We were deeply saddened to learn this month of the loss of one of our great friends, Pembrokeshire volunteer and birder of many decades, Stuart Devonald.
With the passing of Stuart Devonald, Pembrokeshire has lost an observer with more years of field time than any other, all of which he put to effective use accumulating the longest list of bird species seen in the county.
Stuart Devonald at St Ishamels
He had happy memories of growing up at St Ishmaels where his boyhood wanderings nurtured his growing interest in the natural world. He remembered Corncrakes calling in the fields and becoming exposed at harvest time, of days spent at the Gann without seeing another person, just lots of Wigeon and his first Spoonbill and tracking Rook flight lines to discover the only colony in the district, at Anchor Hoeten.
He counted himself lucky to have Tommy Warren Davies as his mentor during his formative days. Little surprise then that Stuart’s interests encompassed all aspects of natural history, botany and birds predominating and that he became committed to conservation through what has become The Wildlife Trust of South and West Wales. He served the Trust in many ways, becoming a long serving member of the management committee for the islands of Skokholm and Skomer, a leading light of the mid-Pembrokeshire Section and the Pembrokeshire Bird Group and one of the editorial team for the Pembrokeshire Bird Reports.
It is not generally known that in the mid 1960’s Stuart was among the group of pioneers that began seawatching at Strumble Head, before it became established as the foremost locality in Wales for this form of birding. He joined in again in the 1980’s to help establish this pre-eminence.
In birding circles Stuart was regarded as being “lucky”. If a rare bird turned up he seemed effortlessly able to connect with it but that was really because he spent a lot of time in the field alertly examining all he saw. Finding the first White-winged Black Tern for the county and the only Spanish Sparrow yet recorded pleased him no end.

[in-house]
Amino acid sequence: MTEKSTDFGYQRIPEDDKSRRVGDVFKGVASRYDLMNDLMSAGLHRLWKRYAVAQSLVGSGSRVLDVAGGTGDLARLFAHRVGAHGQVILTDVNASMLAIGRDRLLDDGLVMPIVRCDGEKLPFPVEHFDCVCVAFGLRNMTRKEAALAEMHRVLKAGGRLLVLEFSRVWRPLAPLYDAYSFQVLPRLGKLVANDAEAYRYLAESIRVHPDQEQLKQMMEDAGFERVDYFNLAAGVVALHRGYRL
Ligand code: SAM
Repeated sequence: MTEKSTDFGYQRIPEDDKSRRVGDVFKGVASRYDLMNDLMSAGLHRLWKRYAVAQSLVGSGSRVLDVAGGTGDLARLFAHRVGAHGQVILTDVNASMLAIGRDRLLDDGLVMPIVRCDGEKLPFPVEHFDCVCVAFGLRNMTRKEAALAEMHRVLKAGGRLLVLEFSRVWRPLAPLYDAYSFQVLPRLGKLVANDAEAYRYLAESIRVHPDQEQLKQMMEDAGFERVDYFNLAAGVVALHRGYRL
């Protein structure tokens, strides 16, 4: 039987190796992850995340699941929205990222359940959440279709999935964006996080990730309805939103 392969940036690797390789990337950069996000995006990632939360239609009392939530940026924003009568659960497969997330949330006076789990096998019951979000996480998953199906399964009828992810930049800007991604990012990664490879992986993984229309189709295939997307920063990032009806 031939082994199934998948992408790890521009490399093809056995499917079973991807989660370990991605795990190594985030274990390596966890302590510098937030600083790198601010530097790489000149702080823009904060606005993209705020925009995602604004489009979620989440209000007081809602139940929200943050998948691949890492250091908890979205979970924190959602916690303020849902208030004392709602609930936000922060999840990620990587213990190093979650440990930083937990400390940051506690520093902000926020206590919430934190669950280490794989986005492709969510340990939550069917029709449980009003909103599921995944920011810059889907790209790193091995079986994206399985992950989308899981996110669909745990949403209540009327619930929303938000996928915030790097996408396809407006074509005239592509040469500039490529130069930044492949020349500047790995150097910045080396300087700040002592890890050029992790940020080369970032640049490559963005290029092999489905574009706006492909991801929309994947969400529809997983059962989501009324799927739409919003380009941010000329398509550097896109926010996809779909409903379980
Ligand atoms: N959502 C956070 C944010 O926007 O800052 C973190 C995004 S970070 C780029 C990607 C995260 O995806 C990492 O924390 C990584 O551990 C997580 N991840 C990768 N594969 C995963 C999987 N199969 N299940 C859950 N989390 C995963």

Stuart was an easy going and likeable man with a fine sense of humour, indeed seemed to relish events even when it seemed the joke was on him. Walking out along the Gann seawall one day he encountered a bird tour who were agonising over a group of waders out on the mud. The leader asked Stuart what he made of them, to which he replied “they are Knots”. When the leader conveyed this to his clients one asked “why are they Knots?”, so he pointed to Stuart and replied “because the great panjandrum said so”.
A frequent activity at Strumble Head is counting and logging groups of migrating Scoters. This is not always easy as they do not always string out in neat formations but often bunch together. With several observers involved, the perceived totals can vary by one or two and around this event a conspiracy developed. Being a Headmaster of a school, it was considered that Stuart should be good at counting, so the other observers would wait until he announced his count and then all pitch in with a number that was slightly less. On the back of this charade he became known as “Count Devonald” and it was some time before those involved let on to the joke. As those who knew him would expect he took it all with good humour and appeared to revel in the appellation.
Ever friendly and pleased to meet others, Stuart was generous in sharing his knowledge, not just about natural history but about literature, poetry and classical music, all of which his interest encompassed. He was also devilishly good at generating puns which could bring merriment at the most unexpected moments.
Stuart will be greatly missed by all who knew him.